It is time that we rediscover our reason of celebrating Christmas, and there is no better way than putting Christ back at the centre of our Christmas joy and celebrations. It is because of Him that we have Christmas, and it is because of Him that we can rejoice in Christmas. He is the very reason of our joy, because we have once been deemed as lost and fallen from grace, without hope in the darkness. But through Christ, all of that have been changed through His light, with a new hope and way out from our predicament has been provided.

Perhaps we should follow in the footsteps of one of our great and holy predecessors, whose faith and devotion to the Lord can become an inspiration to each and every one of us that we may aspire to live our lives ever more faithfully. He is St. Peter Canisius, a member of the Society of Jesus or the Jesuits, a priest and later eventually made a Doctor of the Church for his great contributions to the Church and the faith.

St. Peter Canisius lived during a tumultuous and difficult time for the Church, being assailed from within and from outside by those who sought its destruction. At the time, the Ottoman Turks were threatening the entire Christendom and were invading into the domains of Christian rulers and conquering many parts of the Christian world, and then, religious unrest due to the rise of the Protestant heresies in many parts of northern and central Europe threatened to cause the destruction of Christendom.

That was why several people, gathered and inspired by St. Ignatius of Loyola, founded the new society of priests, named the Society of Jesus, to be at the forefront of the Counter Reformation effort, and many of them were also sent to the foreign lands as part of evangelisation to the new lands then recently discovered due to the rapid expansion in European discovery. St. Francis Xavier and Matteo Ricci were some of the famous ones among these missionaries.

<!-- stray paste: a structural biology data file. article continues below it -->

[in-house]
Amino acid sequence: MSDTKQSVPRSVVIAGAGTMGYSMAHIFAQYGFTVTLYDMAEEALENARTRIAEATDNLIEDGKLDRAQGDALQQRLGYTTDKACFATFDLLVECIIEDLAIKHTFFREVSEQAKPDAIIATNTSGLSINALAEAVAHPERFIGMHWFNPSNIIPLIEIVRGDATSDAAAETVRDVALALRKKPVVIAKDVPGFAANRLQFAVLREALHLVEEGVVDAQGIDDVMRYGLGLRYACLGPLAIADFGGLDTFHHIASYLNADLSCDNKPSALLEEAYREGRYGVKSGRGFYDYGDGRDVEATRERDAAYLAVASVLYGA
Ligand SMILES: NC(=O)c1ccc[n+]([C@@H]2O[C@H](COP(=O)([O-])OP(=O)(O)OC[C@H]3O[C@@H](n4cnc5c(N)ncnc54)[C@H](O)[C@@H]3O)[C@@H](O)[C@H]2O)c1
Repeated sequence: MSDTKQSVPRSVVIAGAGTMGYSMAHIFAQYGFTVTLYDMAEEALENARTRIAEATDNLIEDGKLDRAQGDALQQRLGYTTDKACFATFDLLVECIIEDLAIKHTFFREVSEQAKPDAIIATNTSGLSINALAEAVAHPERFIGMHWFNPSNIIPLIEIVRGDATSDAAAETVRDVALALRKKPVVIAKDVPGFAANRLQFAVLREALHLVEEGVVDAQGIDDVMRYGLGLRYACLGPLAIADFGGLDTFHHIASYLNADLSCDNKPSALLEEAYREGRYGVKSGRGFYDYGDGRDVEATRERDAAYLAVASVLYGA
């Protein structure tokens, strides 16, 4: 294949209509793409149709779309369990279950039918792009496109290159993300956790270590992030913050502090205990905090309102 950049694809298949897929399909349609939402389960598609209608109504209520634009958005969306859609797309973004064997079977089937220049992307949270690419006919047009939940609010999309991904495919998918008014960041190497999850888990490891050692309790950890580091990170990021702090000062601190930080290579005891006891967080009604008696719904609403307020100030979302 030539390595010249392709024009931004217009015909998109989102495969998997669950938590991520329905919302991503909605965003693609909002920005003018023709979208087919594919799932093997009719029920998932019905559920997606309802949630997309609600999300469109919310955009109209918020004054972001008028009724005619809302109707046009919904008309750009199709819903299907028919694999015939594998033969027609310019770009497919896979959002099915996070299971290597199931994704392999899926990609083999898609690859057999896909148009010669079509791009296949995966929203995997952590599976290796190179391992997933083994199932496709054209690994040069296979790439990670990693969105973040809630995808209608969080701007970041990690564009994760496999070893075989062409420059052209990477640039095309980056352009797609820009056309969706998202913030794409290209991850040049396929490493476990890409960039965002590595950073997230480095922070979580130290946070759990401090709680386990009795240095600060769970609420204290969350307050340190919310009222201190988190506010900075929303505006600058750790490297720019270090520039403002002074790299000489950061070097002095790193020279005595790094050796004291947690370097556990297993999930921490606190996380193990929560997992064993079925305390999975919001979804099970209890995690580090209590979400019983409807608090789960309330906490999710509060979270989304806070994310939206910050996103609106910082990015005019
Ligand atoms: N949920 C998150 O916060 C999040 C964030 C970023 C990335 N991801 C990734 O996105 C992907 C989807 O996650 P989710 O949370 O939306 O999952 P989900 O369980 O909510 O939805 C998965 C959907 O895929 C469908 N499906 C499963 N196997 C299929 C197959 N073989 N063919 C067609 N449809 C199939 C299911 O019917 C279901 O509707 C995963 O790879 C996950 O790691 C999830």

Meanwhile, St. Peter Canisius worked hard among the areas affected by the false teachings and heresies, encouraging the people through words and actions, through his pious devotion and careful explanation of the true teachings of the faith as espoused by the Church. As a result, thousands and tens of thousands returned to the embrace of the Holy Mother Church and were reconciled with the Lord.

St. Peter Canisius was well known for his writing of the Catechisms of the Christian faith, which became a gold standard in catechism and teachings of the faith to many catechumens and other candidates who were willing to embrace the Christian faith. He was also remembered for his great devotion to Mary, the holy Mother of God, and his Mariology was among the best that has been compiled. For all these great contributions he had done, he was bestowed with the title of Doctor of the Church several centuries after his passing.